If we were to run the building features through the map function, the output would be:

Map input Map output (Key) Map output (Value)
Building 108 Cell A Building 108
Building 109 Cell A Building 109
Building 291 Cell D Building 291

You can see that the output keys contain 2x ”Cell A” and 1x ”Cell D”.

In JSON format, this would look something like this (notice these are three independent results)

{
    "Key": "Cell A",
    "Value": {
        "building_id": 108,
        "building_outline": "... polygon data"
    }
}

{
    "Key": "Cell A",
    "Value": {
        "building_id2": 109,
        "building_outline": "...polygon data"
    }
}

{
    "Key": "Cell D",
    "Value": {
        "building_id": 291,
        "building_outline": "... polygon data"
    }
}

Reduce

The “reduce” function’s input will be a key value pair of (K: spatial index, V: N features).

The reduce function input for Cell A would be:

{
    "Key": "Cell A",
    "Value": [
        {
            "building_id": 108,
            "building_outline": "... polygon data"
        },
        {
            "building_id": 109,
            "building_outline": "... polygon data"
        }
    ]
}

… whereas the reduce function input for Cell D would be:

{
    "Key": "Cell D",
    "Value": [
        {
            "building_id": 291,
            "building_outline": "... polygon data"
        }
    ]
}

As we can see, the map outputs have been grouped by the spatial index to form the reduce input – the value of the reduce input is a list of features rather than a single element. As the reducer runs, we have everything we need to process a single resource cell. We then generate a mesh (and any other metadata that is useful) and output a binary resource that can be streamed over the web.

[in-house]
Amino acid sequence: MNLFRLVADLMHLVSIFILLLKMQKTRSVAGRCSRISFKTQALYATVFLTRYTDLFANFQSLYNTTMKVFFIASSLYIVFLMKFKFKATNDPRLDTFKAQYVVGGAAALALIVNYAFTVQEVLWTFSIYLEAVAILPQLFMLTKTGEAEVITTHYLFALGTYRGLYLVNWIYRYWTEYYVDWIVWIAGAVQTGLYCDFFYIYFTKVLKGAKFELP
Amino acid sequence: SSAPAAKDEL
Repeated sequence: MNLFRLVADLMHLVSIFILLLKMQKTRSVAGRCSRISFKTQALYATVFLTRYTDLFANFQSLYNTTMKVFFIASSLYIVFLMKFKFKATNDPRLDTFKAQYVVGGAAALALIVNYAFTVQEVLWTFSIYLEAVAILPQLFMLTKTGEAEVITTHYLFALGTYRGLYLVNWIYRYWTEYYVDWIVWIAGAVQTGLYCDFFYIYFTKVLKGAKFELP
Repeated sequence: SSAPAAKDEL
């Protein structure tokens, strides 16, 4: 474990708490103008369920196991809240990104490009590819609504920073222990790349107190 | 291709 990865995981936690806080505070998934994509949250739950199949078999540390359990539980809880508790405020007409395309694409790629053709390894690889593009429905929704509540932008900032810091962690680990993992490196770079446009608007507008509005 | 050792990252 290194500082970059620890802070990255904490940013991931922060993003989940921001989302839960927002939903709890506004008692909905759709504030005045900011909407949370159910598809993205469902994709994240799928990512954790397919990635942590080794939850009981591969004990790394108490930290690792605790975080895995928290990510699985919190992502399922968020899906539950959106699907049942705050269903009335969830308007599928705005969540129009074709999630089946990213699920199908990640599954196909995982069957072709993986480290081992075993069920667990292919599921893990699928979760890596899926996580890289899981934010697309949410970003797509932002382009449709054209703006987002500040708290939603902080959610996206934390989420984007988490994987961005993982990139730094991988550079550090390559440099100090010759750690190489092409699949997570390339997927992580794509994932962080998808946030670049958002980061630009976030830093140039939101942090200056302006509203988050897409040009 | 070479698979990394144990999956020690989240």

The beauty of MapReduce is that it doesn’t matter which machine is processing any given range of input features – processing happens in parallel. In summary, we can crunch tens of millions of features in arbitrary shapefiles, group them by spatial index in our target coordinate space and, finally, output a binary resource.

Piece of cake, right?

Unfortunately not. Once you get your head around how MapReduce works, the job plumbing is relatively straightforward. However, the trouble with building 3D meshes for millions of square kilometers of the world is that one-in-a-million, pathological issues suddenly become an everyday occurrence.

Off the top of my head, problems include:

  • Vendor A’s data contains error case X, while Vendor B’s data does not exhibit case X, but error cases Y, Z and W instead.
  • Processing data that straddles the boundary of vendor shapefiles (each vendor tends to have their own conventions)
  • The quality of a particular vendor’s data varies from location to location. Things you took for granted in San Francisco might not hold in Alaska.
  • Computational geometry issues.
  • Hadoop is an all-or-nothing batch job – one malformed input can kill a massive job, wasting time and money.

    Robustness suddenly becomes a byword for success. We’ll touch on this in a future post.